Press Release

DBRS Morningstar Confirms Republic of Latvia at A, Trend Stable

March 18, 2022

DBRS Ratings GmbH (DBRS Morningstar) confirmed the Republic of Latvia’s Long-Term Foreign and Local Currency – Issuer Ratings at A. At the same time, DBRS Morningstar confirmed its Short-Term Foreign and Local Currency – Issuer Ratings at R-1 (low). The trend on all ratings is Stable.


The Stable trend reflects DBRS Morningstar’s assessment that previous credit improvements help offset the challenges to Latvia posed by the pandemic and Russia’s invasion of Ukraine. Shortages of materials and labour, rising costs of energy, commodities, and other inputs, have dampened Latvia’s growth prospects. The Russian invasion comes at a time when Latvia’s public sector balance sheet was already strained by the ongoing health and economic crises. However, the country’s comparatively mild economic contraction during the worst of the pandemic and its strong recovery last year illustrate Latvia’s improved economic resiliency. The country’s effective de-linking of trade and of its banking system away from Russia limit systemic consequences from sanctions and counter-sanctions. Strong domestic conditions and EU-transfers will also support the economic recovery.

The ratings are underpinned by Latvia’s membership of the European Union (EU) and the euro area, and stable macroeconomic policy-making. Years of counter-cyclical fiscal policy and low levels of public debt prior to the Covid-19 crisis provided ample capacity for offsetting support measures. It also allowed the government to increase spending to help safeguard households and corporates from security risks and rising energy prices. The ratings are nonetheless constrained by structural challenges. These include economic and geopolitical external vulnerabilities, deteriorating demographic trends, and lower income and productivity levels compared to euro area partners.


DBRS Morningstar could upgrade Latvia’s ratings if there is evidence that policy-makers successfully: (1) rebalance the structural fiscal position; and (2) improve the economy’s resilience by rising income and productivity levels.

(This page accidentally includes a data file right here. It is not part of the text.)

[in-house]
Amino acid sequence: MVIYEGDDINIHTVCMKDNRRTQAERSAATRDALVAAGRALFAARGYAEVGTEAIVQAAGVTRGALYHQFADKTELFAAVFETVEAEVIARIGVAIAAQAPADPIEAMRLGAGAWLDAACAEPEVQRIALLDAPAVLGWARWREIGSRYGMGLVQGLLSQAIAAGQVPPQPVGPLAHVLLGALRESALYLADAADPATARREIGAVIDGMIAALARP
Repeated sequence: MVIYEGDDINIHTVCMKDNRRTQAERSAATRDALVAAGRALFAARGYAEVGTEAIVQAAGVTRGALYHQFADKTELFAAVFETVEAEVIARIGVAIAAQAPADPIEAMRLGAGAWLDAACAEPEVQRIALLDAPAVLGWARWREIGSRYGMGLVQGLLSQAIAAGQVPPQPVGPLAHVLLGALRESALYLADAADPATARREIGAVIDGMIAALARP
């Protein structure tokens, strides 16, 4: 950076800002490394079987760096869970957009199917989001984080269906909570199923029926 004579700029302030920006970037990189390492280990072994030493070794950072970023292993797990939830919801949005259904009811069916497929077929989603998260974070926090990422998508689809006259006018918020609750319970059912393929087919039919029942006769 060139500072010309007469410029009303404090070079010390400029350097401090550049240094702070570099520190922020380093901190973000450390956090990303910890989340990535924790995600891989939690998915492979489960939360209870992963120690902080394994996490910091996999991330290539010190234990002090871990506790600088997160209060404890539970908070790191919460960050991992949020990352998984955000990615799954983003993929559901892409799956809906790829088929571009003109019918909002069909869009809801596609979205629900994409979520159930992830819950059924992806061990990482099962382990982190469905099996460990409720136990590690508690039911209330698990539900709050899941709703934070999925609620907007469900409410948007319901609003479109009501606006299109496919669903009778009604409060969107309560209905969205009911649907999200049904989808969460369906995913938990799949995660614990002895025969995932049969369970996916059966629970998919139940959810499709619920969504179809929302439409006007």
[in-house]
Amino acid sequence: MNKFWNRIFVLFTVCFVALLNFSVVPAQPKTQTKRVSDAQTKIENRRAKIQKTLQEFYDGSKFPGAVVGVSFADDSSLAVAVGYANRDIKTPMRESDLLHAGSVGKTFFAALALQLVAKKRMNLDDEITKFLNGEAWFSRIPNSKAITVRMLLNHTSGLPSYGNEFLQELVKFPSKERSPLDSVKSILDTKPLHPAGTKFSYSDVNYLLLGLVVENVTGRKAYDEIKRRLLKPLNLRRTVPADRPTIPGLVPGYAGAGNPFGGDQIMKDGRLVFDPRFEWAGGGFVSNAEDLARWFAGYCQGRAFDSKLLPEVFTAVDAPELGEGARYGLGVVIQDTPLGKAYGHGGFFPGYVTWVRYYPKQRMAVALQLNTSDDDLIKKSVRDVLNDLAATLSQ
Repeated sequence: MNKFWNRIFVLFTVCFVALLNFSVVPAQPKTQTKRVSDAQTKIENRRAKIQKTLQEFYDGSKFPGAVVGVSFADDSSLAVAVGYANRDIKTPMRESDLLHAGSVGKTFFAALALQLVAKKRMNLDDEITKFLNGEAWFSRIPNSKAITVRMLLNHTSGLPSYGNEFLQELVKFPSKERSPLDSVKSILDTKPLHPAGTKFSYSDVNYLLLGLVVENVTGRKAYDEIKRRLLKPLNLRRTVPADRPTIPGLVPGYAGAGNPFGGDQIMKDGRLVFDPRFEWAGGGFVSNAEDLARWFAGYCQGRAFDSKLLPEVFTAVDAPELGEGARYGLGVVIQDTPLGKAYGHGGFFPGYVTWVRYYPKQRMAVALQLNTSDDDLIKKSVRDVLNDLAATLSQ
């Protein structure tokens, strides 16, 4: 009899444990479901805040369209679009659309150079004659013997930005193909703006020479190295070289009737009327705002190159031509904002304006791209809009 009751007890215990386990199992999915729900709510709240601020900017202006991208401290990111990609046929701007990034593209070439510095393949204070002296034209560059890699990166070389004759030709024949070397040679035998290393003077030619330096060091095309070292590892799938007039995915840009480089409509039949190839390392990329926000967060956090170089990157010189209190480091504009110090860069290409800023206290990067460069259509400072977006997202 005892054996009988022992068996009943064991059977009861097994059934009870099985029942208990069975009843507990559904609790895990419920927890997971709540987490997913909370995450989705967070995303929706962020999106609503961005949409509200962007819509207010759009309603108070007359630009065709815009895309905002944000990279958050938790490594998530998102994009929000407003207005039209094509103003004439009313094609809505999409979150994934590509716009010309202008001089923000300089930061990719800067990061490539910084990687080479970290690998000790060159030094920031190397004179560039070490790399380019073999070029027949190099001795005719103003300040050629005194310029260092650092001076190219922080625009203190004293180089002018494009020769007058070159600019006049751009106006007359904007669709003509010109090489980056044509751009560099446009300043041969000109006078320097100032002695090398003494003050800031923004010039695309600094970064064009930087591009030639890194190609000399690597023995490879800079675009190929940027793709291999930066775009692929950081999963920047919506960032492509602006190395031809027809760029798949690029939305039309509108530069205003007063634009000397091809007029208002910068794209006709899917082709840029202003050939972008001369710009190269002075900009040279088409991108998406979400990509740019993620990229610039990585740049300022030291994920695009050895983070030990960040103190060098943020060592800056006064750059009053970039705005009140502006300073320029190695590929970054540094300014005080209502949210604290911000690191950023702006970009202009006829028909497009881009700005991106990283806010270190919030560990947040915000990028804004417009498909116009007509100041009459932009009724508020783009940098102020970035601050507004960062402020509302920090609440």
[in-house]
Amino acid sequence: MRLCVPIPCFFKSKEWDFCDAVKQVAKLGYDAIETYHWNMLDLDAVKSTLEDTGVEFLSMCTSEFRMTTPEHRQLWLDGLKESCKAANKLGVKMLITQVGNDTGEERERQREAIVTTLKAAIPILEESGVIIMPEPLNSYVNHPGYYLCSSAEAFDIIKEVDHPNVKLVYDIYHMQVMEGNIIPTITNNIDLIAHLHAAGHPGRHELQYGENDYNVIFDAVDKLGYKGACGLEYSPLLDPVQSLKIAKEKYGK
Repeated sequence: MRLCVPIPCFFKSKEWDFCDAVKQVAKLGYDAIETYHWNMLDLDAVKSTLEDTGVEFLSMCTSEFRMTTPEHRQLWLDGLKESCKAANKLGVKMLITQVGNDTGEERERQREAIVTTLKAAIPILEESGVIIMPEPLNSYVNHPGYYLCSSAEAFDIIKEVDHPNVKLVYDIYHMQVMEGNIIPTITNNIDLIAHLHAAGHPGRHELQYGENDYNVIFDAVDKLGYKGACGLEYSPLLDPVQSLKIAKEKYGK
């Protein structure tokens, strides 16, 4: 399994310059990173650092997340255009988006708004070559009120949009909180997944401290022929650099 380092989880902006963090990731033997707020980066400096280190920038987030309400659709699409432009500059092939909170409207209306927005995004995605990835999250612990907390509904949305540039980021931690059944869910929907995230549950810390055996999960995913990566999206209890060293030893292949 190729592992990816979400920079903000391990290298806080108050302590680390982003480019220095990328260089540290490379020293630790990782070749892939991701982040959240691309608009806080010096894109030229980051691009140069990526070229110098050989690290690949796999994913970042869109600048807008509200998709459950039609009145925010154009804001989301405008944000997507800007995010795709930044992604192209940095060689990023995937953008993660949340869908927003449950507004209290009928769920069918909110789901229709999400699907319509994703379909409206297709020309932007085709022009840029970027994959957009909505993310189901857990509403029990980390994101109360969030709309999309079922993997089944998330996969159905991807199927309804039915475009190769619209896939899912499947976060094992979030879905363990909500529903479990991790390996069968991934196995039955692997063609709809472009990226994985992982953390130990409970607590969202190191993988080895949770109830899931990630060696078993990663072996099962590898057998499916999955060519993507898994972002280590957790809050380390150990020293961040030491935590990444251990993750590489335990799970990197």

DBRS Morningstar could downgrade Latvia’s ratings if: (1) the economic consequences to Latvia from Russia’s invasion into Ukraine are severe and protracted; (2) there is a weakening of fiscal discipline; or (3) momentum to reduce financial sector vulnerabilities is reversed.


Following A Healthy Recovery, Latvia’s Growth Is Decelerating Due To Yet Another Shock

The pandemic forced Latvia’s economy to contract by 3.8% in 2020, a result less severe than the 6.4% euro area contraction. Despite a fourth quarter slowdown from renewed Covid-19 restrictions, the economy expanded last year by 4.8%. Strong consumer spending and healthy export performance drove the 2021 recovery. Russia’s invasion of Ukraine has increased near-term risks. The invasion exacerbated the global rise in energy and food prices from pandemic-induced supply chain disruptions. In its winter forecast, the EC expected eventual absorption of EU funds and a healthy rebound in the labour market to drive a 4.5% and 3.8% expansion of the Latvian economy in 2022 and 2023. These GDP forecasts may now appear high. War uncertainty and inflation (8.6% in February 2022) are likely to weaken consumer spending and delay investment.

The external balance deteriorated in 2021 as imports recovered, notwithstanding robust export performance. Exports of wood products, and electrical and machinery goods have performed particularly well. From the 2.9% of GDP surplus in 2020, the current account weakened to a 2.9% deficit last year. External uncertainty around trade and the rise in imports linked to investments could cause the external balance to remain negative. The IMF expects the current account to average -1.6% over its five year forecast period. While a moderate external deficit is reasonable and reflects Latvia’s large investment needs, returning to a healthy surplus is key to further narrowing the country’s net international investment position. NIIP was -28.1% of GDP in 2021, a steady improvement from -83.5% in 2010.